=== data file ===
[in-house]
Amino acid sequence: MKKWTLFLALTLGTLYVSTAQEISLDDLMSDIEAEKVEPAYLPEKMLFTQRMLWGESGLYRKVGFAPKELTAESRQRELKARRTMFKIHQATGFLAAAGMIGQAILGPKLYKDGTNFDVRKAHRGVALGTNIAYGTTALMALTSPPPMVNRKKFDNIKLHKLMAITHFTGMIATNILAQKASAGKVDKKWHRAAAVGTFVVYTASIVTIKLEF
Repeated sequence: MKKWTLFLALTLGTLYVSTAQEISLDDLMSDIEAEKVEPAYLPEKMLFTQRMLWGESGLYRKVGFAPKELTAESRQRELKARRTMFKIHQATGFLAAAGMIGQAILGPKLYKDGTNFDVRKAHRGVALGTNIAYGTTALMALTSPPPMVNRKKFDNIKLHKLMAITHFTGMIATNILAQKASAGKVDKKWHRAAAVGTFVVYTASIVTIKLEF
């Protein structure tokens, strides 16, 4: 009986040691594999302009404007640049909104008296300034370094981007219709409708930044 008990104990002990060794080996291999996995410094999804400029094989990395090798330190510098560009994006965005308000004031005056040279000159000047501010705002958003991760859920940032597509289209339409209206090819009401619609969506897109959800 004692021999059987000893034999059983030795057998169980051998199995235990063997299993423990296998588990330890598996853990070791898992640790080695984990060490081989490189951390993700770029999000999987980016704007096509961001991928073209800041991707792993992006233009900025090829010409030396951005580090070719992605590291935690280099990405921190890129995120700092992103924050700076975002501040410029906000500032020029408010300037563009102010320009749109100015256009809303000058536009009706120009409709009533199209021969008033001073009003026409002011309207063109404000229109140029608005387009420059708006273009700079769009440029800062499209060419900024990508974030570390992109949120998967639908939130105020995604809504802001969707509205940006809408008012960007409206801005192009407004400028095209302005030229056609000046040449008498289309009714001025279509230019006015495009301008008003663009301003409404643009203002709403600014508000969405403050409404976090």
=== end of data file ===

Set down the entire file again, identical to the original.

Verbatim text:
[in-house]
Amino acid sequence: MKKWTLFLALTLGTLYVSTAQEISLDDLMSDIEAEKVEPAYLPEKMLFTQRMLWGESGLYRKVGFAPKELTAESRQRELKARRTMFKIHQATGFLAAAGMIGQAILGPKLYKDGTNFDVRKAHRGVALGTNIAYGTTALMALTSPPPMVNRKKFDNIKLHKLMAITHFTGMIATNILAQKASAGKVDKKWHRAAAVGTFVVYTASIVTIKLEF
Repeated sequence: MKKWTLFLALTLGTLYVSTAQEISLDDLMSDIEAEKVEPAYLPEKMLFTQRMLWGESGLYRKVGFAPKELTAESRQRELKARRTMFKIHQATGFLAAAGMIGQAILGPKLYKDGTNFDVRKAHRGVALGTNIAYGTTALMALTSPPPMVNRKKFDNIKLHKLMAITHFTGMIATNILAQKASAGKVDKKWHRAAAVGTFVVYTASIVTIKLEF
């Protein structure tokens, strides 16, 4: 009986040691594999302009404007640049909104008296300034370094981007219709409708930044 008990104990002990060794080996291999996995410094999804400029094989990395090798330190510098560009994006965005308000004031005056040279000159000047501010705002958003991760859920940032597509289209339409209206090819009401619609969506897109959800 004692021999059987000893034999059983030795057998169980051998199995235990063997299993423990296998588990330890598996853990070791898992640790080695984990060490081989490189951390993700770029999000999987980016704007096509961001991928073209800041991707792993992006233009900025090829010409030396951005580090070719992605590291935690280099990405921190890129995120700092992103924050700076975002501040410029906000500032020029408010300037563009102010320009749109100015256009809303000058536009009706120009409709009533199209021969008033001073009003026409002011309207063109404000229109140029608005387009420059708006273009700079769009440029800062499209060419900024990508974030570390992109949120998967639908939130105020995604809504802001969707509205940006809408008012960007409206801005192009407004400028095209302005030229056609000046040449008498289309009714001025279509230019006015495009301008008003663009301003409404643009203002709403600014508000969405403050409404976090």